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One of the things that Maui is famous for is the drive on the Road to Hana. Hana is not the point of interest: it is the road itself (i.e. the journey, not the destination). The Hana Highway is 68 miles long and has 617 turns and 59 single lane bridges. The estimated time to complete the drive is 3 hours, one way. Obviously this would be an all-day affair. The four of us (myself, Matt, Joe and Clare) started out by having another hearty breakfast at Castaway Café. Yesterday we all indulged in the raisin bread French toast. Today Matt ordered French toast with pineapple. While the French toast was still good, the pineapple was not freshly sliced fruit. It was definitely from a can. Matt made a very sad face while eating the canned pineapple. After breakfast, we all piled into the car and set off for the Hana Highway. A huge thank you to Joe for doing all the driving today!

Certainly the journey to Hana would have been a true journey of a lifetime if we had managed to execute it on motorcycles, but the distance and the sheer number of turns was rather dizzying. Some of the interesting things that we saw along the road were the many rainbow eucalyptus trees and groves of bamboo plants. Rainbow eucalyptus trees have a very smooth bark that peels off (sheds) at different times, revealing a light green interior and then ages to different colours including blue, purple, and orange. 

We stopped at Nihiku Market Place to stretch our legs. While we were there, Clare was able to get a fresh coconut to drink the coconut water. She had been craving one since attending the luau on Oahu. The same vendor had other coconut offerings, specifically coconut candy. He explained that he sliced the coconut thinly with a mandolin and then toasted the sliced coconut with sugar. Quite tasty. We picked up some coffees at another vendor along with a coconut pineapple loaf and continued on our way.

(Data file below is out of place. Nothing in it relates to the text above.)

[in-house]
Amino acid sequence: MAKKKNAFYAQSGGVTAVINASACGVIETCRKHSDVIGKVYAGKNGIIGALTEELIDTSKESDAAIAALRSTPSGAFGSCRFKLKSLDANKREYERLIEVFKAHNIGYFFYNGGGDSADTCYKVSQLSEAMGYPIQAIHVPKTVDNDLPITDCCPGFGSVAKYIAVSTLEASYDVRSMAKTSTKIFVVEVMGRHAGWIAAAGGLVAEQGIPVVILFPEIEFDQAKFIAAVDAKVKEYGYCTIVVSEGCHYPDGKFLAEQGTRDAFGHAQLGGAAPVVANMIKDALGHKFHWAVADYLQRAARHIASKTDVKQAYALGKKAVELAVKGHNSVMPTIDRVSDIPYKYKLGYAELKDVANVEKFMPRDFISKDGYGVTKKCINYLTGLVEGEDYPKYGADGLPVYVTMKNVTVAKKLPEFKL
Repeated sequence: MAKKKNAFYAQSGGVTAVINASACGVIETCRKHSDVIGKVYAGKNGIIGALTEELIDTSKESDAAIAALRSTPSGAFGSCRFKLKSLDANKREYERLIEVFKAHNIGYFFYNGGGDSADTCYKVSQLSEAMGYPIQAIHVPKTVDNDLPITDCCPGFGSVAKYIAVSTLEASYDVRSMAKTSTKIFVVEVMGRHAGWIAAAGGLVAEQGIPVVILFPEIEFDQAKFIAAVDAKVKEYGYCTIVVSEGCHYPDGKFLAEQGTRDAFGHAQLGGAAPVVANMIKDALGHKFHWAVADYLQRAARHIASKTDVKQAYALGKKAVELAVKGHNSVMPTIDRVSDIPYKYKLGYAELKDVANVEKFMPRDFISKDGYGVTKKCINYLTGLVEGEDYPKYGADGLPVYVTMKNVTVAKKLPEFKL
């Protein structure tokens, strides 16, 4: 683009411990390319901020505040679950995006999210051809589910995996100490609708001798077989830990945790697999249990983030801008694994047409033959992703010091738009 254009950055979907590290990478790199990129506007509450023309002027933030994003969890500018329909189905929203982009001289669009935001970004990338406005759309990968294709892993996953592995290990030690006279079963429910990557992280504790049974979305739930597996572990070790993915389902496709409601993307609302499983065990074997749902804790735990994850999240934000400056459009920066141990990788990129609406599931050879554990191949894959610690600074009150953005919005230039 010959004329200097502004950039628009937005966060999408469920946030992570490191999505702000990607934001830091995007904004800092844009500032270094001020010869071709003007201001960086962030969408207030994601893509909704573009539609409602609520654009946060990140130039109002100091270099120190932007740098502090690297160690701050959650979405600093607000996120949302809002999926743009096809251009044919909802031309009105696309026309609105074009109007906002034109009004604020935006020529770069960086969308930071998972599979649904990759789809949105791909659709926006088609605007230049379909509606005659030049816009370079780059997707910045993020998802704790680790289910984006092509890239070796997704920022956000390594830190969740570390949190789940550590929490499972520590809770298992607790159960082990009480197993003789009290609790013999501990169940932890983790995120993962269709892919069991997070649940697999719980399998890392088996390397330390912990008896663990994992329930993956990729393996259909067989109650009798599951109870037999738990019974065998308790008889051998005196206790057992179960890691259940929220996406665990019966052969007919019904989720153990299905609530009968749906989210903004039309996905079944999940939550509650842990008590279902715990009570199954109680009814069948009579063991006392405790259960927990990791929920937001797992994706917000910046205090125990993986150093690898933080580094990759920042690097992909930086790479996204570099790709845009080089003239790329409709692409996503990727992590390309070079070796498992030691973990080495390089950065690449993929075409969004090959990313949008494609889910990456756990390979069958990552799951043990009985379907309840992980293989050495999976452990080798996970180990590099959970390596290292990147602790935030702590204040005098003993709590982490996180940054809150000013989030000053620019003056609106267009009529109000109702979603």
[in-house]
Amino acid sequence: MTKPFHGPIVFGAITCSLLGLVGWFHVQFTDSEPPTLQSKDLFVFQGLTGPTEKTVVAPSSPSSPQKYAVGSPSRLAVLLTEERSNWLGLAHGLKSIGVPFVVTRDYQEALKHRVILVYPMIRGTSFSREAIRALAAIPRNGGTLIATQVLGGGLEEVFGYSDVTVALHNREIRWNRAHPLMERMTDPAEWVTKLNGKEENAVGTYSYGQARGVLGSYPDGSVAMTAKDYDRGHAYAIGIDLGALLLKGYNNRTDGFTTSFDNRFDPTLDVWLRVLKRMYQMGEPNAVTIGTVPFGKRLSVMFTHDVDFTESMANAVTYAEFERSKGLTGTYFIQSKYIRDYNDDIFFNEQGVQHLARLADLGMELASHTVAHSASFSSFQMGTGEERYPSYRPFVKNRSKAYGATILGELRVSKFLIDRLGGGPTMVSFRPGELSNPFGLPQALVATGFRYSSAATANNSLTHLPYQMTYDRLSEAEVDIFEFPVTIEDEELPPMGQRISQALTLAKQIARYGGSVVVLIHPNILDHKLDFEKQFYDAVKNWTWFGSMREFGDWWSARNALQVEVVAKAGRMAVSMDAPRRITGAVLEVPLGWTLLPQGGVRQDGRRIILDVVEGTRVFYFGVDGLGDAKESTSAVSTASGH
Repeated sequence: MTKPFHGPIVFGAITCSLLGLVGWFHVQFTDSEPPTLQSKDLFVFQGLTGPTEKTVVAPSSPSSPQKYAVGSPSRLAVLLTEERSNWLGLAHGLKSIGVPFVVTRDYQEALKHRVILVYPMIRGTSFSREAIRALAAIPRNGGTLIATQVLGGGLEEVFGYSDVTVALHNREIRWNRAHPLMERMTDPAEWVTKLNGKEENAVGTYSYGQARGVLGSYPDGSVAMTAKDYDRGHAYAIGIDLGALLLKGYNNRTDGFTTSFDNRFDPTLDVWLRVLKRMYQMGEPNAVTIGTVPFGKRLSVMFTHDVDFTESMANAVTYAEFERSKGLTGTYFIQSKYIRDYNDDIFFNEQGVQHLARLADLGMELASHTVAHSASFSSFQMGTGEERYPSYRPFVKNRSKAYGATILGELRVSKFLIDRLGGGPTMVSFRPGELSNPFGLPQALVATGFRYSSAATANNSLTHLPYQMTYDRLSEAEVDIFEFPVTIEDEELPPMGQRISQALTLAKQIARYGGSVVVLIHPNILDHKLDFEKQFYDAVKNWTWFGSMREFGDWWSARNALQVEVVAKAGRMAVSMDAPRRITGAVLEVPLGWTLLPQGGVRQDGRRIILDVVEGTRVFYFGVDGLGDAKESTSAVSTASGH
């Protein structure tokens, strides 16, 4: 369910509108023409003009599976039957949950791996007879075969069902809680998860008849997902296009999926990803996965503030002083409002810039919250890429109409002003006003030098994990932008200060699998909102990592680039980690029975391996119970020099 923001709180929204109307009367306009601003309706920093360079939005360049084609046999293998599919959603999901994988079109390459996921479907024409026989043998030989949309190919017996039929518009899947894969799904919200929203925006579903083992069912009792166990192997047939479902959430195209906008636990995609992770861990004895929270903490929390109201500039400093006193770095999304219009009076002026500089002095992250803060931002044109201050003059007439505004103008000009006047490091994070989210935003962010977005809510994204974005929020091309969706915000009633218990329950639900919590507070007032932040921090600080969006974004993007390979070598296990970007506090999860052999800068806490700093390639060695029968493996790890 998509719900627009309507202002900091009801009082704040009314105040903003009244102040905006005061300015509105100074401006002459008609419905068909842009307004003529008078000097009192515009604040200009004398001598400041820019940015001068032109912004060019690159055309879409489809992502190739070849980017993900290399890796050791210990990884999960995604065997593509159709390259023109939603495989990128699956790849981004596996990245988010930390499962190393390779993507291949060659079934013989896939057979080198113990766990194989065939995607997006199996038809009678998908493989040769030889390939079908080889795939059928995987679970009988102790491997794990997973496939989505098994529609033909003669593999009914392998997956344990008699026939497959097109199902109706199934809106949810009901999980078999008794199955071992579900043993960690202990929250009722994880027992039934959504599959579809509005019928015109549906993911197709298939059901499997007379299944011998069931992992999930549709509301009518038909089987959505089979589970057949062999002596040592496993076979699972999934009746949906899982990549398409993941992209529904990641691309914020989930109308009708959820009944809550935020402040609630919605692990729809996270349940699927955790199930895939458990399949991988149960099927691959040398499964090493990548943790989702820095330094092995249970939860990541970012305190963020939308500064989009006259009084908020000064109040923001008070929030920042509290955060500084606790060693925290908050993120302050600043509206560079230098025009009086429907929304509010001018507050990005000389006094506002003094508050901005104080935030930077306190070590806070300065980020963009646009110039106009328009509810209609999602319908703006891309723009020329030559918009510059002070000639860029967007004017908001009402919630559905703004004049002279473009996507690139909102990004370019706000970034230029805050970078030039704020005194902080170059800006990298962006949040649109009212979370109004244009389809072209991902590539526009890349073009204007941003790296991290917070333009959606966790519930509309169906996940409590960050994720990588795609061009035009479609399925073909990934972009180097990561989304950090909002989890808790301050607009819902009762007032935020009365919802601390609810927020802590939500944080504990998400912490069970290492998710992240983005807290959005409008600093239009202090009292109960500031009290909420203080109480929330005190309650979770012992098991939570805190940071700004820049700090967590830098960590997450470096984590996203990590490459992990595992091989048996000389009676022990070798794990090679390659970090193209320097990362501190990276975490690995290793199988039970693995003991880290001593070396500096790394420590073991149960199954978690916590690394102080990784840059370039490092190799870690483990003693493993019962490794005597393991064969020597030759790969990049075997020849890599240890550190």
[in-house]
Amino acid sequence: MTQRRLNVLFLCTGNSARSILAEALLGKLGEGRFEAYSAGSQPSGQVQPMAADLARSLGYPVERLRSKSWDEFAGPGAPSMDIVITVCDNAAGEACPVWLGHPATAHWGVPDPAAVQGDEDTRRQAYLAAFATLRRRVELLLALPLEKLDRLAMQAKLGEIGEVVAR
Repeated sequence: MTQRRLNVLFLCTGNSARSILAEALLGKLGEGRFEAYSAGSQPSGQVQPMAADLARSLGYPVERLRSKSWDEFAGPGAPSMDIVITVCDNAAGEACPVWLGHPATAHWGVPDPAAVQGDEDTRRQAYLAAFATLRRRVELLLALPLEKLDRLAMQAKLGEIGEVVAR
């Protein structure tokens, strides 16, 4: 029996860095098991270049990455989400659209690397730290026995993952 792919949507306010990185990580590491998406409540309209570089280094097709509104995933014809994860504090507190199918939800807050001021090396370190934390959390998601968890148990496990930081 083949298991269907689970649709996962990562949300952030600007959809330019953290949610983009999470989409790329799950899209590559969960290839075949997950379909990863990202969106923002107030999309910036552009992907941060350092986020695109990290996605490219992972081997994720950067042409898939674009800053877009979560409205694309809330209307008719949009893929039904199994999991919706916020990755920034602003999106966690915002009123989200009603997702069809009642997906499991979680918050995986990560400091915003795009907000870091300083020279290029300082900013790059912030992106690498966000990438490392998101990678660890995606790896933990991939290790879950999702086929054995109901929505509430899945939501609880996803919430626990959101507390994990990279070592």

Our next stop was at Wai'anapanapa State Park. We were here to see the Black Sand Beach (Pa'iola Beach). We carefully made our way down to the beach. What a spectacular sight! My initial reaction: I felt like I was walking towards an ashphalt beach because the wet black sand glistened in the sun. It wasn't fine grain sand; it was large granules, tiny pebbles. The surf was quite strong and it was very noisy when the tide washed in and out. Larger pebbles were constantly being tumbled back and forth, adding to the noise of the rolling surf. We braved the vigorous waters and bobbed about in the ocean once again. We had a quick "picnic" on the beach before moving on.

Our last stop before turning around in Hana was Kaihalulu Bay and the Red Sand Beach. The hike down to this beach was more challenging than the hike to the Black Sand Beach. Once there, the sights were again quite spectacular. The sand here consisted of large deep red-black granules. The surf here was also quite strong. The beach was quite a bit smaller than the other one and far more isolated. It was certainly worth the effort to see it.  

Despite the fact that there were several waterfalls along the Hana Highway, we chose not to stop at any of them. Joe quite correctly pointed out that we have many waterfalls at home, but no unique beaches like the Black Sand Beach and the Red Sand Beach. On our return trip from Hana back to Ka'anapali (where we were all staying), we stopped for dinner at Da Kitchen in Kahului. Their portions of Hawaiian fare were absolutely huge. After being completely stuffed, we made a quick stop at a grocery store to pick up some breakfast food for an anticipated early morning start. 

Our original plan had been to do a sunrise bicycle tour the next morning on Haleakala, Maui's dormant volcano. Unfortunately, the recent shutdown of the U.S. government foiled our plans. The silver lining, though, is that we will be meeting at 9am instead of 3:30am. I guess this means that I will have a bit more time to pack up our things in preparation for flying to Kauai tomorrow afternoon! 

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